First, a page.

In late summer when stream flows drop and demand for irrigation water is high, numerous water diversions from Willow Creek reduce flows and have the potential to completely dry up the creek near its confluence with the Colorado River. Previously, water rights holders were hesitant to take any steps to reduce diversions, conserve water, or enhance flows in the creek because they would have risked losing valuable water rights under the “use it or lose it” provision of western water law. As a result, water rights holders lacked the ability to share water with the creek in times of drought or other environmental stress.
The Willow Creek project represents the very first use of a new Colorado law that allows water rights holders to enter into a long-term water conservation program and use their water to benefit rivers during times of critical low flow—without risk of losing valuable water rights. With funding provided by BEF’s Water Restoration Program, The Colorado Water Trust worked closely with ranchers to develop and implement an approved water conservation program that will restore flow to Willow Creek during dry years when the creek is in need. This first-of-its-kind Colorado project is on track to replenish flows during years when the creek is in danger of being dewatered. The project can restore over 150 million gallons per year to benefit both Willow Creek and up to a 4-mile section of the upper Colorado River.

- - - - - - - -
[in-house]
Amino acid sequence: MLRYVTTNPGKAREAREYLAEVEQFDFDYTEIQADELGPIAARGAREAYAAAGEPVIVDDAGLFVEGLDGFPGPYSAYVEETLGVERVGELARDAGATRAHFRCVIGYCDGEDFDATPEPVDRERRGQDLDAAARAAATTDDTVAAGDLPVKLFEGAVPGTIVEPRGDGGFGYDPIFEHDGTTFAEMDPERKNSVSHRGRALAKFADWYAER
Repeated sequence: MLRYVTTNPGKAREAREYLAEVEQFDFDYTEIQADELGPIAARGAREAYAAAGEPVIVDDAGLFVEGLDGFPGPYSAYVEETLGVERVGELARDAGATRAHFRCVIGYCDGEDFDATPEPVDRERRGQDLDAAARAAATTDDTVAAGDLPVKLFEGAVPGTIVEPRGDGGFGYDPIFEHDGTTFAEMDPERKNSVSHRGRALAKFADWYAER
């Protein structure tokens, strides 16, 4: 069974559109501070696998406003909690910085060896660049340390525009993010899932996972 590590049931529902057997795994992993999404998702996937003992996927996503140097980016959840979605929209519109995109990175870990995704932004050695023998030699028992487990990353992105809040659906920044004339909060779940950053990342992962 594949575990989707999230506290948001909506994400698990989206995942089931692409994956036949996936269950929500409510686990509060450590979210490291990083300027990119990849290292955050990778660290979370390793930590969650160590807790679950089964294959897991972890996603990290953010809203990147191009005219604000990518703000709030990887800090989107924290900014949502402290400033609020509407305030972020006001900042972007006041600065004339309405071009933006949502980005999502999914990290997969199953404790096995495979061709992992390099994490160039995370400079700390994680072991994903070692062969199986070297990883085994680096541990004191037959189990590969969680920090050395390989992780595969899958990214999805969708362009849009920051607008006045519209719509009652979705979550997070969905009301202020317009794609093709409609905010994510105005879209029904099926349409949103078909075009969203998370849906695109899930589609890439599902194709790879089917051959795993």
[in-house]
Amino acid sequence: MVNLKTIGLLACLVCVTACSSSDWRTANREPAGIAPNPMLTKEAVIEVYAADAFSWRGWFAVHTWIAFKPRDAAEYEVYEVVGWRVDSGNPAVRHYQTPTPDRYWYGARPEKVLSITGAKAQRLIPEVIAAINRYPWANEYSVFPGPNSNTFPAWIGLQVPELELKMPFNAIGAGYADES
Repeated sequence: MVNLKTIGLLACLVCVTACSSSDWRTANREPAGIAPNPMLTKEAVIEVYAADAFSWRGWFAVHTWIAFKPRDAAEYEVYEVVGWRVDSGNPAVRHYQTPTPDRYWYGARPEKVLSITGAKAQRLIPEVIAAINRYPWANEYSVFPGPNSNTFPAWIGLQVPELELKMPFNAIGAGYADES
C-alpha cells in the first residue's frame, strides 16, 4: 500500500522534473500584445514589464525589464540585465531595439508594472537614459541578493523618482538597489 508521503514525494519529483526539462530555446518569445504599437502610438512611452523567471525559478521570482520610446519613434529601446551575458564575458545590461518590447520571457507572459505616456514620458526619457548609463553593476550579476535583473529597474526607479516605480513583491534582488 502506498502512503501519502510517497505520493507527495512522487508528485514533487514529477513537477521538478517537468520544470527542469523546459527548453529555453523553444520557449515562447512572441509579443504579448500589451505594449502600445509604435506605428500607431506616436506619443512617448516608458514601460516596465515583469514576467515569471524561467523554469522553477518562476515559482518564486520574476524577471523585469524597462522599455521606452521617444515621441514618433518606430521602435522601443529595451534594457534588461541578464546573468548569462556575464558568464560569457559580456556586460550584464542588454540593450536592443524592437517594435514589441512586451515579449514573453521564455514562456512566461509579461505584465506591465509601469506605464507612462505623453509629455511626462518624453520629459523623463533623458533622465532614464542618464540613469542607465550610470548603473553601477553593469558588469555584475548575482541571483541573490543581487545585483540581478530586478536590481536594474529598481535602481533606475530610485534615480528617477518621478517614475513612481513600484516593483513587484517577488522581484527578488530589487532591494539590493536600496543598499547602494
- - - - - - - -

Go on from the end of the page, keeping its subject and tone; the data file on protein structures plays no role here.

* Project supports voluntary transactions to change, reduce or stop water use – either temporarily or permanently – to protect or restore water for environmental benefit
** This resource has been reviewed and found to meet the BEF Flow Program Certification Criteria for Evaluating Proposals to Secure Environmental Flows by the National Fish and Wildlife Foundation.